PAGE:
Greek Cypriot Leader Nikos Anastasiades withdrew a promise to Greek Cypriot party leaders to give them access to negotiation documents just hours after pledging to do so, following the leak of a paper he gave to the UN Secretary General Ban Ki-moon in Davos last month outlining the Greek Cypriot position on the talks.
The document was distributed to the Greek Cypriot party leaders after they complained for the umpteenth time that Anastasiades was keeping them in the dark about the talks. During the meeting, Anastasiades said he was ready to circulate documents on the negotiations to them ahead of a closed-doors briefing of the Greek Cypriot Parliament on February 11, on condition they would not leak the information. They promised they would not.
They were not given these papers but were in the meantime allowed to have a copy of the document handed to Ban in Davos, clearly outlining the Greek Cypriot position. Within just a few hours the document had been leaked to the Greek Cypriot Sigmalive.
The disclosure was followed shortly afterwards by a written statement from the Greek Cypriot Administration Spokesman Nicos Christoudoulides expressing “deep disappointment” at the fact that “only a few hours after the completion of the Greek Cypriot National Council and while there had been discussion and specific recommendations, and all participants even condemned the leakage of documents, the one given to them by Anastasiades was leaked online,” he said.
“It is very regrettable once again to see such weakness when it comes to confidentiality and respect for the principles of confidentiality,” he added. Christodoulides also said such actions affected not only the credibility of the Greek Cypriot side but its negotiating power at the table.
Following the breach, the Greek Cypriot Spokesman said: “Anastasiades is obliged to re-examine his decision to provide documents to the Greek Cypriot National Council and instead to continue the current practice whereby members of the National Council can proceed to the place and study the relevant documents on the spot”. When they do that, they are not allowed to take photos or notes.
In the leaked document given to Ban, Anastasiades lays out the current state of play as regards the talks, and what he believes is necessary for a successful outcome and implementation of a settlement.
He asks for more time to reach and prepare for a solution, but still hopes to agree on a settlement in 2016
“My references aim at demonstrating that we need time,” he says in the document. “We should be well-prepared and present to the people a clear plan with no deficiencies, gaps and ambiguities that will jeopardise its implementation. Otherwise we risk the possibility of not achieving a positive outcome in the referenda to be held.”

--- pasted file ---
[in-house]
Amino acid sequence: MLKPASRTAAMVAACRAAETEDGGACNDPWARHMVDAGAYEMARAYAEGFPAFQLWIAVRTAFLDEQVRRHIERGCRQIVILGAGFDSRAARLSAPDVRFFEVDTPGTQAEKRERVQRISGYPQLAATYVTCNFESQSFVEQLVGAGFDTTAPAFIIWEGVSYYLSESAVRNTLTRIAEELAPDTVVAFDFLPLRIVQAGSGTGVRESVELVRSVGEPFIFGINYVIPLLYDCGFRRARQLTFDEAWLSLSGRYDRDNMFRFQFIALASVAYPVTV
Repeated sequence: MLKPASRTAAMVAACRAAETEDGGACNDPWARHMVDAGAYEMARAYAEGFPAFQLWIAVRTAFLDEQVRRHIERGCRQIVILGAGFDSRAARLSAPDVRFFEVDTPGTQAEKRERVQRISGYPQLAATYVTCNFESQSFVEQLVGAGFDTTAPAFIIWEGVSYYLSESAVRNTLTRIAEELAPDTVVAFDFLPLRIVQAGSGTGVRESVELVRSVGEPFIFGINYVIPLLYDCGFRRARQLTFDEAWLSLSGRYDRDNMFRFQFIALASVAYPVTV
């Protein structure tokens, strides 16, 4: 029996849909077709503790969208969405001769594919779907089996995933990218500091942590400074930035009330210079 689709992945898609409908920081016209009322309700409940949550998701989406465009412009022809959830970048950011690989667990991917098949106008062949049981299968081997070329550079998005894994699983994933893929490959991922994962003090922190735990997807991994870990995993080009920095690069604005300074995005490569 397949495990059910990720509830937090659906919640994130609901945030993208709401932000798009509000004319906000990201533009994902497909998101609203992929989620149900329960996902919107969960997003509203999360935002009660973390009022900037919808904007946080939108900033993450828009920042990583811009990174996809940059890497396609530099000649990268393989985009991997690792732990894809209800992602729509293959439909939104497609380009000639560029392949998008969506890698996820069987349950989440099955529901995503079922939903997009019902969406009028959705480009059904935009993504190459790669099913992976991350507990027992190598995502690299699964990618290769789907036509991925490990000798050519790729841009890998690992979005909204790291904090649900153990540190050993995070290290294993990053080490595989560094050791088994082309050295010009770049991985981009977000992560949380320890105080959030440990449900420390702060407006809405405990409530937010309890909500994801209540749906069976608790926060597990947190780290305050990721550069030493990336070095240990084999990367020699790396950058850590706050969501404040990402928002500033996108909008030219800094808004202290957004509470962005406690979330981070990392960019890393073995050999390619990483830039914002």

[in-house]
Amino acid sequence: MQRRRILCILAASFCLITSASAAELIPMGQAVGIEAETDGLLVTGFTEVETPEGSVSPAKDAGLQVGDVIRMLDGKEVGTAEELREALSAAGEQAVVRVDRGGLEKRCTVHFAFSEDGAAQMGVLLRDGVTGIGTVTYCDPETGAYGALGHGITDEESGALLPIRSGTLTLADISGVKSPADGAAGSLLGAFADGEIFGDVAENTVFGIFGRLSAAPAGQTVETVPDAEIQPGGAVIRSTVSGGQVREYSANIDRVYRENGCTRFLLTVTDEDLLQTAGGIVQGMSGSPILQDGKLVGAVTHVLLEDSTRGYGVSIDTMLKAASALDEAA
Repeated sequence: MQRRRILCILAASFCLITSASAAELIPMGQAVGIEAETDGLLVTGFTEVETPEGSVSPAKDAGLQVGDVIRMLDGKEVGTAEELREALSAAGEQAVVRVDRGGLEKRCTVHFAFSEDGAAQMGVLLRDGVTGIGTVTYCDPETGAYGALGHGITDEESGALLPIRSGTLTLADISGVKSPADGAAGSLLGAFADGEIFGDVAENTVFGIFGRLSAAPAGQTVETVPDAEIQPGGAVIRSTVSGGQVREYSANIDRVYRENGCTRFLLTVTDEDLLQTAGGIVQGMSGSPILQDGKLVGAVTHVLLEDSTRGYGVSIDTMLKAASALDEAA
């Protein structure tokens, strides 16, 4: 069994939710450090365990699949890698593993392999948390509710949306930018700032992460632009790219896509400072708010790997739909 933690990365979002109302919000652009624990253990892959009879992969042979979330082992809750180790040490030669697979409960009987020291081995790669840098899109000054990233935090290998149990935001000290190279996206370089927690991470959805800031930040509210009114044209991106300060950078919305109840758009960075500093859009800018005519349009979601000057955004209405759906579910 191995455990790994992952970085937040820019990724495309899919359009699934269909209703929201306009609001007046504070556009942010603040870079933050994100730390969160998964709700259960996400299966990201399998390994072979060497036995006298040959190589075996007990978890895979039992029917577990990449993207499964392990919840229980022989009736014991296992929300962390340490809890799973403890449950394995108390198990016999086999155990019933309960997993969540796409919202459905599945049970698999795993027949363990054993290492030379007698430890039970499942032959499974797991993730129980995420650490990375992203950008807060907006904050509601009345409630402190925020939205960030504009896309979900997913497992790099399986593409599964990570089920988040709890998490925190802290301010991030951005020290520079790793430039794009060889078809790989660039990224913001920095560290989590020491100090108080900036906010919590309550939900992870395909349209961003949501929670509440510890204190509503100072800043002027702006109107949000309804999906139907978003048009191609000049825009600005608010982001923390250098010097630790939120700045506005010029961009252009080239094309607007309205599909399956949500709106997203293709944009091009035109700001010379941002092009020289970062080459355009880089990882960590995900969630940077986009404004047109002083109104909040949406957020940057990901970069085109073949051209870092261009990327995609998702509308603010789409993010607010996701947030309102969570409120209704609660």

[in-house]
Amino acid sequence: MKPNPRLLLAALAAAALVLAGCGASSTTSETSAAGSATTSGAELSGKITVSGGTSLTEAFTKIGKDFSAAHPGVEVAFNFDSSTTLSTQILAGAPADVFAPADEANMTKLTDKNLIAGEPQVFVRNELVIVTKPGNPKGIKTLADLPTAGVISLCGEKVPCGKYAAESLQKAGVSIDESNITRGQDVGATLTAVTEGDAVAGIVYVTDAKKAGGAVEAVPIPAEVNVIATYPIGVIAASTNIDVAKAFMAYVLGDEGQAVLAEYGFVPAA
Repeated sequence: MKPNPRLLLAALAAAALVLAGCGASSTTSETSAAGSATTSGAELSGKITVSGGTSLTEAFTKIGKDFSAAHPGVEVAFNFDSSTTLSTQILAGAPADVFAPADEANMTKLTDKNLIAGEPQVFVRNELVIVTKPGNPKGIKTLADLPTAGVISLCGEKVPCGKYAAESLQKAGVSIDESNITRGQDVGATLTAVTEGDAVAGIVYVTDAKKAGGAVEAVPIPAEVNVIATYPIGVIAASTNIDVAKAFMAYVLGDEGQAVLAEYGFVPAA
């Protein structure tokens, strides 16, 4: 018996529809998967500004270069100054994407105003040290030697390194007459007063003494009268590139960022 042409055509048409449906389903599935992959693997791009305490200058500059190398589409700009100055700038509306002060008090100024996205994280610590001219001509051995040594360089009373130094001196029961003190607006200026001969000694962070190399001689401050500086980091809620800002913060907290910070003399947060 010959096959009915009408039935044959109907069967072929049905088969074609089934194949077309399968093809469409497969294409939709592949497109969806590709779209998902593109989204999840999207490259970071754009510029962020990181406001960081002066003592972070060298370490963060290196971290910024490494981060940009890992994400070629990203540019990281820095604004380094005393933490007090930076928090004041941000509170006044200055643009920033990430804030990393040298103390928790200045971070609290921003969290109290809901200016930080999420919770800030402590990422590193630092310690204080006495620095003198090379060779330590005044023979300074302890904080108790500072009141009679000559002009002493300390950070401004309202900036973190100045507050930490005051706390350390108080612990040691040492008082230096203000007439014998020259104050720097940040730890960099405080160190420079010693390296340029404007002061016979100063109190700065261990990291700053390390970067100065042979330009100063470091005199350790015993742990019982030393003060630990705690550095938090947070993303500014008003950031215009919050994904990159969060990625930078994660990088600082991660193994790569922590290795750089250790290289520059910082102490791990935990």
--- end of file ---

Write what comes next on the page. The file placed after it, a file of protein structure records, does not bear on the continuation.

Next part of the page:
He tells Ban that there is a common understanding with Turkish Cypriot leader Mustafa Akinci on issues related to the chapters of governance and power sharing, property and EU but at the same time “it should be noted that despite progress there are still remaining differences in all chapters”.
“I believe that despite our wish for the opposite, we should not present a picture that does not reflect the reality and we should avoid creating expectations that the settlement is within immediate reach,” Anastasiades added.
In this respect, he said, any reference that all of the issues he outlined should be discussed at a final meeting with Ban “do not find us in agreement”, particularly “if you take into account the experiences of 2004 with the well-known results”. Anastasiades was referring to the Annan plan in 2004, which was not finalised until all parties – Greek and Turkish Cypriots, Greeks, Turks, the British and the UN – got together at Burgenstock in Switzerland to thrash out the final aspects with the UN intervention. The current process is to be ‘Cypriot-owned’.
And even on those issues where there is a common understanding, he said the complexities associated with their implementation “demands time and careful planning” so not to affect the viability of the solution.
He gave as examples the costs of a settlement, cost of property compensation and those associated with the functioning of the federal state and setting up the various federal organisations and institutions.
He cited issues related to the creation of a fund, including donations through an international donors’ conference, guaranteeing the loans to be undertaken and the means and ways of paying the loans.
Referring to the IMF and the World Bank, which are to provide the necessary expertise, Anastasiades said this would also take time to do accurately. It was vital to ensure the economic viability of the solution before it was presented to the people, he added. Other issues that needed time included territorial adjustments, including the prompt return of Varosha and the buffer zone to the Greek Cypriots. The list of international agreements which bind the United Cyprus, i.e. guarantees, also needed resolving.
On security, Anastasiades said it was “crucial that on Day 1 there is a withdrawal of a significant number of Turkish troops. This will resonate with the population like few aspects of the settlement will,” he said
“Therefore it is obvious for the immediate implementation of the above on Day 1, thorough preparation and considerable work that will last some months is needed, even before the referenda.”
There would also be benefits for the Turkish Cypriots from Day 1, he said citing participation in the government and the opening of ports and airports in the North.